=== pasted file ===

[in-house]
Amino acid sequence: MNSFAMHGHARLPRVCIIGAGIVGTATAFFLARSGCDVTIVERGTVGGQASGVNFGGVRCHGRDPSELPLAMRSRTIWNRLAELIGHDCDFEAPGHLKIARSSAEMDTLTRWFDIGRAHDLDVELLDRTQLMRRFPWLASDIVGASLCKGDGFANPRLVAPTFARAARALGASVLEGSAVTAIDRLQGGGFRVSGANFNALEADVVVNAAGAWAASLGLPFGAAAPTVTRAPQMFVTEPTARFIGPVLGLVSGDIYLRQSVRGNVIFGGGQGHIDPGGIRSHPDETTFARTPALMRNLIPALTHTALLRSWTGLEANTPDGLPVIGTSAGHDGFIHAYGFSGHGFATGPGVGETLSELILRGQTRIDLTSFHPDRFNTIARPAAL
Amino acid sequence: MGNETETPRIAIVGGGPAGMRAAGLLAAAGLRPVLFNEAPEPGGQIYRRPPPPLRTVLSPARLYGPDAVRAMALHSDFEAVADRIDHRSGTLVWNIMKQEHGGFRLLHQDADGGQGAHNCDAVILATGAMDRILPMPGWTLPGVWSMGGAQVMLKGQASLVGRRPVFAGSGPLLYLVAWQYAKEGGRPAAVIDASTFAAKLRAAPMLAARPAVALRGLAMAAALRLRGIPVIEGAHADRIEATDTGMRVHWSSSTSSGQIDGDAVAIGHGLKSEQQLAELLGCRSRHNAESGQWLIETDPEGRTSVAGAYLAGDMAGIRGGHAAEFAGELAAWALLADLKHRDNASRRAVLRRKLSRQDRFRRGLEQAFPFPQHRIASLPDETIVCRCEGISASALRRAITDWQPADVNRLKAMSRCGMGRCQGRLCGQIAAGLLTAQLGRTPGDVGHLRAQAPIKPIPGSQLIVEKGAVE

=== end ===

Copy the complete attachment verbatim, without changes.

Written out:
[in-house]
Amino acid sequence: MNSFAMHGHARLPRVCIIGAGIVGTATAFFLARSGCDVTIVERGTVGGQASGVNFGGVRCHGRDPSELPLAMRSRTIWNRLAELIGHDCDFEAPGHLKIARSSAEMDTLTRWFDIGRAHDLDVELLDRTQLMRRFPWLASDIVGASLCKGDGFANPRLVAPTFARAARALGASVLEGSAVTAIDRLQGGGFRVSGANFNALEADVVVNAAGAWAASLGLPFGAAAPTVTRAPQMFVTEPTARFIGPVLGLVSGDIYLRQSVRGNVIFGGGQGHIDPGGIRSHPDETTFARTPALMRNLIPALTHTALLRSWTGLEANTPDGLPVIGTSAGHDGFIHAYGFSGHGFATGPGVGETLSELILRGQTRIDLTSFHPDRFNTIARPAAL
Amino acid sequence: MGNETETPRIAIVGGGPAGMRAAGLLAAAGLRPVLFNEAPEPGGQIYRRPPPPLRTVLSPARLYGPDAVRAMALHSDFEAVADRIDHRSGTLVWNIMKQEHGGFRLLHQDADGGQGAHNCDAVILATGAMDRILPMPGWTLPGVWSMGGAQVMLKGQASLVGRRPVFAGSGPLLYLVAWQYAKEGGRPAAVIDASTFAAKLRAAPMLAARPAVALRGLAMAAALRLRGIPVIEGAHADRIEATDTGMRVHWSSSTSSGQIDGDAVAIGHGLKSEQQLAELLGCRSRHNAESGQWLIETDPEGRTSVAGAYLAGDMAGIRGGHAAEFAGELAAWALLADLKHRDNASRRAVLRRKLSRQDRFRRGLEQAFPFPQHRIASLPDETIVCRCEGISASALRRAITDWQPADVNRLKAMSRCGMGRCQGRLCGQIAAGLLTAQLGRTPGDVGHLRAQAPIKPIPGSQLIVEKGAVE